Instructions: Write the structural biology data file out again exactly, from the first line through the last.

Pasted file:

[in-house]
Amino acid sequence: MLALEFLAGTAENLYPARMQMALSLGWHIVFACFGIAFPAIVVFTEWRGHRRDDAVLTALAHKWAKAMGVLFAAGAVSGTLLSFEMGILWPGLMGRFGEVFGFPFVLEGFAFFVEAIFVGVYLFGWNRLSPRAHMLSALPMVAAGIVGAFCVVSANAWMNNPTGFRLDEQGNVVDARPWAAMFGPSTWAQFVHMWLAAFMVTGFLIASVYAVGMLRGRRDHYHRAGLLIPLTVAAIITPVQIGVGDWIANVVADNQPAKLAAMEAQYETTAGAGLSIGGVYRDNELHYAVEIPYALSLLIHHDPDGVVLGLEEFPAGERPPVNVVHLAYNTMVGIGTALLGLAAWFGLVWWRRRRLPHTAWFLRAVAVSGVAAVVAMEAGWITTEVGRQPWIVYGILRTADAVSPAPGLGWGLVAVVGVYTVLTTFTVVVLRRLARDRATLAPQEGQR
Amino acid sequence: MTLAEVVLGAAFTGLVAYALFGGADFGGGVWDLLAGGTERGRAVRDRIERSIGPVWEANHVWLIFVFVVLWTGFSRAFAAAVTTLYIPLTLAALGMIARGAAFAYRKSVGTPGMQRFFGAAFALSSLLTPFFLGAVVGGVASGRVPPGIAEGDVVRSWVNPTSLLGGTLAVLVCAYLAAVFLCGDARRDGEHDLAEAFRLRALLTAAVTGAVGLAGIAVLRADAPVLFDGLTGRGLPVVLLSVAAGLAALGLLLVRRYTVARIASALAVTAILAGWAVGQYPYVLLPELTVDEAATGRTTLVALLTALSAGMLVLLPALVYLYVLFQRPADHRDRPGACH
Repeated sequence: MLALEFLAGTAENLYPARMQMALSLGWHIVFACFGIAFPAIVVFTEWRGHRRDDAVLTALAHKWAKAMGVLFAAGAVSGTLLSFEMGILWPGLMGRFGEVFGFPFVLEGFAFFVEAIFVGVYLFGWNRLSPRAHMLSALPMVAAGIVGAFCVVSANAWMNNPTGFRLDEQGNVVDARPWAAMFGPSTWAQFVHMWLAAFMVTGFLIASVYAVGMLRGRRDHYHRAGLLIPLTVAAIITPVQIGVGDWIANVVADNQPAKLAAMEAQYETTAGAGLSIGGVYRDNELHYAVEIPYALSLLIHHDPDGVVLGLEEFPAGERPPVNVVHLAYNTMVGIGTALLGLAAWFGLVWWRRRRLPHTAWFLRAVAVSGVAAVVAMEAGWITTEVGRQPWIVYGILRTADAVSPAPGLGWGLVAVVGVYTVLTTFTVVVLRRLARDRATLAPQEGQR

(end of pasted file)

[in-house]
Amino acid sequence: MLALEFLAGTAENLYPARMQMALSLGWHIVFACFGIAFPAIVVFTEWRGHRRDDAVLTALAHKWAKAMGVLFAAGAVSGTLLSFEMGILWPGLMGRFGEVFGFPFVLEGFAFFVEAIFVGVYLFGWNRLSPRAHMLSALPMVAAGIVGAFCVVSANAWMNNPTGFRLDEQGNVVDARPWAAMFGPSTWAQFVHMWLAAFMVTGFLIASVYAVGMLRGRRDHYHRAGLLIPLTVAAIITPVQIGVGDWIANVVADNQPAKLAAMEAQYETTAGAGLSIGGVYRDNELHYAVEIPYALSLLIHHDPDGVVLGLEEFPAGERPPVNVVHLAYNTMVGIGTALLGLAAWFGLVWWRRRRLPHTAWFLRAVAVSGVAAVVAMEAGWITTEVGRQPWIVYGILRTADAVSPAPGLGWGLVAVVGVYTVLTTFTVVVLRRLARDRATLAPQEGQR
Amino acid sequence: MTLAEVVLGAAFTGLVAYALFGGADFGGGVWDLLAGGTERGRAVRDRIERSIGPVWEANHVWLIFVFVVLWTGFSRAFAAAVTTLYIPLTLAALGMIARGAAFAYRKSVGTPGMQRFFGAAFALSSLLTPFFLGAVVGGVASGRVPPGIAEGDVVRSWVNPTSLLGGTLAVLVCAYLAAVFLCGDARRDGEHDLAEAFRLRALLTAAVTGAVGLAGIAVLRADAPVLFDGLTGRGLPVVLLSVAAGLAALGLLLVRRYTVARIASALAVTAILAGWAVGQYPYVLLPELTVDEAATGRTTLVALLTALSAGMLVLLPALVYLYVLFQRPADHRDRPGACH
Repeated sequence: MLALEFLAGTAENLYPARMQMALSLGWHIVFACFGIAFPAIVVFTEWRGHRRDDAVLTALAHKWAKAMGVLFAAGAVSGTLLSFEMGILWPGLMGRFGEVFGFPFVLEGFAFFVEAIFVGVYLFGWNRLSPRAHMLSALPMVAAGIVGAFCVVSANAWMNNPTGFRLDEQGNVVDARPWAAMFGPSTWAQFVHMWLAAFMVTGFLIASVYAVGMLRGRRDHYHRAGLLIPLTVAAIITPVQIGVGDWIANVVADNQPAKLAAMEAQYETTAGAGLSIGGVYRDNELHYAVEIPYALSLLIHHDPDGVVLGLEEFPAGERPPVNVVHLAYNTMVGIGTALLGLAAWFGLVWWRRRRLPHTAWFLRAVAVSGVAAVVAMEAGWITTEVGRQPWIVYGILRTADAVSPAPGLGWGLVAVVGVYTVLTTFTVVVLRRLARDRATLAPQEGQR